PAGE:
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Bees make some very smart decisions. Their brains are now a model for AI

Bees in a manmade hive as photographed from above.
Cincinnati Civic Garden Center
The Civic Garden Center in Avondale does a beehive check and sees the queen bee near the center toward the bottom.

The brain of a honeybee has just one million neurons. That's 85,999,000 less than a human brain, making it perfect for researchers to study such "simple" circuitry.

Bees make quick and accurate decisions, say researchers from the University of Sheffield in the UK, and algorithms from the bees' thinking can improve artificial intelligence.

"Bees are amazingly smart for having such small brains," says Professor James Marshall, Sheffield researcher and founder of Opteran. He says bees are especially good at long distance navigation.

"They can fly about seven miles from the nest, come back to the hive and even tell nest mates where to go, where they’ve just found a bunch of flowers, for example."

And honeybees do as many as 300 jobs in a lifetime, including nurse brood, clear out dead bees and fill the cells up with honey in the hive — all of which are kind of complicated.

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Marshall, his colleagues, and researchers from Macquarie University in Sydney, Australia, fixated on that and developed algorithms for each bee behavior scientists studied.

What bees can do

Marshall and his team trained 20 bees to recognize five different colored artificial flowers. "Blue flowers always contained sugar syrup; green flowers always contained tonic water with a bitter taste that bees dislike; and the remaining colors sometimes had glucose."

After the bees learned the taste, they were introduced to a garden of fake flowers that only had distilled water. Scientists timed how long it took them to decide. On average it was just over a half a second.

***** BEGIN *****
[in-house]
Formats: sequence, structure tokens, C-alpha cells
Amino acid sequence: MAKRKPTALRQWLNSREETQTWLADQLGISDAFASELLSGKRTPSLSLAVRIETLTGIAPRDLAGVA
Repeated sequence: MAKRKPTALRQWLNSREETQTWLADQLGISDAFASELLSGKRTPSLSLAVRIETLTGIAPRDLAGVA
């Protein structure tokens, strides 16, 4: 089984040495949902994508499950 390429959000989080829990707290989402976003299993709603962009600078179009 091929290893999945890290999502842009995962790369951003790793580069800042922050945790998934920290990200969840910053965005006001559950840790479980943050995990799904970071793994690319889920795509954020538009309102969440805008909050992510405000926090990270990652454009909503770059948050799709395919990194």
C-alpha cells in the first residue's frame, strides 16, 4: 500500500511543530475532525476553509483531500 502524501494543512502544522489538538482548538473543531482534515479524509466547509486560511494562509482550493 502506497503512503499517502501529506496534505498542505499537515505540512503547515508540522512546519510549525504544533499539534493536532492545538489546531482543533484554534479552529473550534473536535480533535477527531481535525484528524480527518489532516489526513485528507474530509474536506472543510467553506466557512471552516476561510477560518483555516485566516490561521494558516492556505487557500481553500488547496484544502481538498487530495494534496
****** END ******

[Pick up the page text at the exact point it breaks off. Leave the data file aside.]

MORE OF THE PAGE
Marshall says there's a lot of nuances in this decision making, comparable to humans. To translate it into useable information, he reconstructed the brain circuits of bees, developed algorithms for specific bee behaviors, then reverse-engineered it to reproduce it to run on silicon computer chips to control robots.

He sees the technology being used in drones, warehouse robots, robot arms and driverless cars.

The finger is pointing to a bee being born.
Civic Garden Center
The finger is pointing to a bee being born.

Inside Avondale's Hauck Botanic Gardens, with a beehive eight drawers high, Civic Garden Center Manager Stephanie Fransen says these researchers are on the right track.

"With the AI, that makes sense that they're trying to predict things so quickly and with bees they just seem to know what they need to do almost immediately, regardless of what's going on," she says.

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Fransen is a bee enthusiast, loving the things she sees. "It's like bee magic, almost. The queen knows when to make new cells and when to swarm or go somewhere else, if the hive is susceptible about knowing about the queen and her health, and if a new one needs to be introduced."

Look for the first consumer products using the bee brain to be in the U.S. market next year.

Ann Thompson has decades of journalism experience in the Greater Cincinnati market and brings a wealth of knowledge and expertise to her reporting.